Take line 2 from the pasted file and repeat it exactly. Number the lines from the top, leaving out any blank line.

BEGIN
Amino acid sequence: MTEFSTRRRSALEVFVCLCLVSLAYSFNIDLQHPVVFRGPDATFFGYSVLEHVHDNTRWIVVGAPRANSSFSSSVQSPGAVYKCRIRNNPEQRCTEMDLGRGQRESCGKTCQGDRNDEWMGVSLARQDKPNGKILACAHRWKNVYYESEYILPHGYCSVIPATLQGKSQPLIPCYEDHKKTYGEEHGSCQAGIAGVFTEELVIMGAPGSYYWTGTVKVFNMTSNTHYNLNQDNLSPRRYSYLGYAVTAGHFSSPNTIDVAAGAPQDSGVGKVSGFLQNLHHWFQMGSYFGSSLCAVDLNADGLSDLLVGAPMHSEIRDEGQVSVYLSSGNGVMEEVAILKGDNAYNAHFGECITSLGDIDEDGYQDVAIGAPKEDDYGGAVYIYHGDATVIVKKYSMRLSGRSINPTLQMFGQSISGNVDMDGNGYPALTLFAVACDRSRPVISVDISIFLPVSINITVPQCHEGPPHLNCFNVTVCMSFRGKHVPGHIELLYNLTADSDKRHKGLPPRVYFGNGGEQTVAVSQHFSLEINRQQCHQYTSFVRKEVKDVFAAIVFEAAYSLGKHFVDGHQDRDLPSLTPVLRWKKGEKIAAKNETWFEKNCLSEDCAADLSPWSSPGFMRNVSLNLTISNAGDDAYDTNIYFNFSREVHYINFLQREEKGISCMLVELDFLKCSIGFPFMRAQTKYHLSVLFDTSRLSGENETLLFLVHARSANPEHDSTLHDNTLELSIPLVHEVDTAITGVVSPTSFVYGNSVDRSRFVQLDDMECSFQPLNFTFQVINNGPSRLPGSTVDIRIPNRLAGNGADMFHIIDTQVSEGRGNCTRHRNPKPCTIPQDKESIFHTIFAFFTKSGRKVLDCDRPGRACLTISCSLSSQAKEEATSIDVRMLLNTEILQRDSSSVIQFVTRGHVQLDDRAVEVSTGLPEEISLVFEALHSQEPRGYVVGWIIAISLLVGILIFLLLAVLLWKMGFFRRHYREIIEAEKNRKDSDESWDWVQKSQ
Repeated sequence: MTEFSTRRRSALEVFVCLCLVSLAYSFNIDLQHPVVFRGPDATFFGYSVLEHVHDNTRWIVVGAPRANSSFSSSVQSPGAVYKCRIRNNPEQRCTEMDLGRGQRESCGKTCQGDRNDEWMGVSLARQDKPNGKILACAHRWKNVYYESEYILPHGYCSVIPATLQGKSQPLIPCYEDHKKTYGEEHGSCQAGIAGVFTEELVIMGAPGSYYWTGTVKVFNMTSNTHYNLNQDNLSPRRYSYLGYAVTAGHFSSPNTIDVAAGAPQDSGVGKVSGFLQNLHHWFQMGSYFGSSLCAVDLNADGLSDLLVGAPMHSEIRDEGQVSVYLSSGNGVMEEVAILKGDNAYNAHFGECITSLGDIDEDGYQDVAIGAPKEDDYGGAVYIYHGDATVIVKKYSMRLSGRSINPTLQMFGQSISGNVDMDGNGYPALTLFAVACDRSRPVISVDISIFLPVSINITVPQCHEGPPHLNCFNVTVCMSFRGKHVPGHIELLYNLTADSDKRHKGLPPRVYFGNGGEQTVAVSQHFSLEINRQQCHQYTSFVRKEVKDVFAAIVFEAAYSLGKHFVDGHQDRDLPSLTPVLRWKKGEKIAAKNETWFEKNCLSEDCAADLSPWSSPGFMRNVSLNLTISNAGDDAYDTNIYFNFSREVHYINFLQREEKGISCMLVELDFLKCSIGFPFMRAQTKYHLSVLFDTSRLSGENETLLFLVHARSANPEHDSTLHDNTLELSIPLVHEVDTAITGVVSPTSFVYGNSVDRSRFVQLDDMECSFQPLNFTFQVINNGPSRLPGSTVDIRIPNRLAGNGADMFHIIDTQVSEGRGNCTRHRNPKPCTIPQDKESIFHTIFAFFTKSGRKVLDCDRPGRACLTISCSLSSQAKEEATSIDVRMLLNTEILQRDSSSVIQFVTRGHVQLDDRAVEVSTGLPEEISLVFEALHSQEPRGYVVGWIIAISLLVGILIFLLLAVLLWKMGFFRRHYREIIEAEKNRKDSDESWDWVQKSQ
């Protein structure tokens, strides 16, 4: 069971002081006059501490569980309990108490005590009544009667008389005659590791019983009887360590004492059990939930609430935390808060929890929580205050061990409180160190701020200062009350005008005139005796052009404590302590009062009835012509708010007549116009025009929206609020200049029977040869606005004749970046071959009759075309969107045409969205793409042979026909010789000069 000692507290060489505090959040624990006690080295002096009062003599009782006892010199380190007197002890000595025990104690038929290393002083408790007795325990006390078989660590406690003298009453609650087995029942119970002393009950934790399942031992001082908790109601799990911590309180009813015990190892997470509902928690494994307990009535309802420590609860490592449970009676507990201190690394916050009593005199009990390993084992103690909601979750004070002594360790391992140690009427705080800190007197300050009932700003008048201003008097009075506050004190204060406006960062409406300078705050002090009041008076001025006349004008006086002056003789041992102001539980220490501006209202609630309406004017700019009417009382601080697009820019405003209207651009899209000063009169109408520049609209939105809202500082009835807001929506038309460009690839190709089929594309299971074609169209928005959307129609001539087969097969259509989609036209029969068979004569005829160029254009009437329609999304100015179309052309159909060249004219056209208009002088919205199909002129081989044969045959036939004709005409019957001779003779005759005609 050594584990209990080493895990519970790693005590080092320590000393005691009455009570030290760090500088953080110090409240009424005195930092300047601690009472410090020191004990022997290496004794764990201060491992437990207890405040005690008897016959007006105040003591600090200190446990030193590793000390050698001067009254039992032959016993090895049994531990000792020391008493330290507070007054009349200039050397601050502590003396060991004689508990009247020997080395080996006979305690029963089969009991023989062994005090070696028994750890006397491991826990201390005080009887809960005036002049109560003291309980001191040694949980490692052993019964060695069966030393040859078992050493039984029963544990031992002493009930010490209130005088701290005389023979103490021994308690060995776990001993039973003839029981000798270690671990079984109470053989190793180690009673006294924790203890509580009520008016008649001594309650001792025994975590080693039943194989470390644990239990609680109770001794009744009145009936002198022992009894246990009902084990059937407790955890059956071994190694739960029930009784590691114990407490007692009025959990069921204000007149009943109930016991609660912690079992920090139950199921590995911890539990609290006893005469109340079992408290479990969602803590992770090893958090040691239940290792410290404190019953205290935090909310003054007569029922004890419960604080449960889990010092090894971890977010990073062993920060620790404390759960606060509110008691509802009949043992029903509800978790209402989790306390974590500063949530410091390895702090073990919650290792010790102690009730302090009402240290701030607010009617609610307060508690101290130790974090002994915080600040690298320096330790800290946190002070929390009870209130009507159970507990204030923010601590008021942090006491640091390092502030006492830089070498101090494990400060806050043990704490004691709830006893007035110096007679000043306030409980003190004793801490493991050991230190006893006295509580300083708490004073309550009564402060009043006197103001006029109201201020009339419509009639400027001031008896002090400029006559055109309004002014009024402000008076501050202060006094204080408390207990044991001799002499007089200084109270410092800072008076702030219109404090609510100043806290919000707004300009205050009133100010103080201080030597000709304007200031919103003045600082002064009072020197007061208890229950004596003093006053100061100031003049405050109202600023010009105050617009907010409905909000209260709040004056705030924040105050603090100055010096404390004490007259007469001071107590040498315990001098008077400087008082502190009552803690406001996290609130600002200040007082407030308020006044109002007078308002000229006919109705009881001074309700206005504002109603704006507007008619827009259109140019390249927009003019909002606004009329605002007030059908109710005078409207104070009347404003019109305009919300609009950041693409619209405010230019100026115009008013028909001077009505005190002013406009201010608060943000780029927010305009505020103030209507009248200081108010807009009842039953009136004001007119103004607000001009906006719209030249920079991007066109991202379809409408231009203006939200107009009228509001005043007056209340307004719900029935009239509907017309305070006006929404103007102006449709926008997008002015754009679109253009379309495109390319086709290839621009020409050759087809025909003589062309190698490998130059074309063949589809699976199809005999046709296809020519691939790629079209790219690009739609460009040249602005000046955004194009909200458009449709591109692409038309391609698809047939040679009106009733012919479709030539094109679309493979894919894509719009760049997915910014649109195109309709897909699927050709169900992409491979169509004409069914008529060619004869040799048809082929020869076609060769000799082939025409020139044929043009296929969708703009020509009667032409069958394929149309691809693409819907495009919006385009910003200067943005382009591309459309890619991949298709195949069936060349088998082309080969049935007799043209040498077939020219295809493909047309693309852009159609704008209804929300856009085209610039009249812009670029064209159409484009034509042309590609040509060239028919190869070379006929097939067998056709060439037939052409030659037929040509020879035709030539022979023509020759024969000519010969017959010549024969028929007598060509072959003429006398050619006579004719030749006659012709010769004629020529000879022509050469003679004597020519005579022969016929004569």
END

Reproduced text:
Repeated sequence: MTEFSTRRRSALEVFVCLCLVSLAYSFNIDLQHPVVFRGPDATFFGYSVLEHVHDNTRWIVVGAPRANSSFSSSVQSPGAVYKCRIRNNPEQRCTEMDLGRGQRESCGKTCQGDRNDEWMGVSLARQDKPNGKILACAHRWKNVYYESEYILPHGYCSVIPATLQGKSQPLIPCYEDHKKTYGEEHGSCQAGIAGVFTEELVIMGAPGSYYWTGTVKVFNMTSNTHYNLNQDNLSPRRYSYLGYAVTAGHFSSPNTIDVAAGAPQDSGVGKVSGFLQNLHHWFQMGSYFGSSLCAVDLNADGLSDLLVGAPMHSEIRDEGQVSVYLSSGNGVMEEVAILKGDNAYNAHFGECITSLGDIDEDGYQDVAIGAPKEDDYGGAVYIYHGDATVIVKKYSMRLSGRSINPTLQMFGQSISGNVDMDGNGYPALTLFAVACDRSRPVISVDISIFLPVSINITVPQCHEGPPHLNCFNVTVCMSFRGKHVPGHIELLYNLTADSDKRHKGLPPRVYFGNGGEQTVAVSQHFSLEINRQQCHQYTSFVRKEVKDVFAAIVFEAAYSLGKHFVDGHQDRDLPSLTPVLRWKKGEKIAAKNETWFEKNCLSEDCAADLSPWSSPGFMRNVSLNLTISNAGDDAYDTNIYFNFSREVHYINFLQREEKGISCMLVELDFLKCSIGFPFMRAQTKYHLSVLFDTSRLSGENETLLFLVHARSANPEHDSTLHDNTLELSIPLVHEVDTAITGVVSPTSFVYGNSVDRSRFVQLDDMECSFQPLNFTFQVINNGPSRLPGSTVDIRIPNRLAGNGADMFHIIDTQVSEGRGNCTRHRNPKPCTIPQDKESIFHTIFAFFTKSGRKVLDCDRPGRACLTISCSLSSQAKEEATSIDVRMLLNTEILQRDSSSVIQFVTRGHVQLDDRAVEVSTGLPEEISLVFEALHSQEPRGYVVGWIIAISLLVGILIFLLLAVLLWKMGFFRRHYREIIEAEKNRKDSDESWDWVQKSQ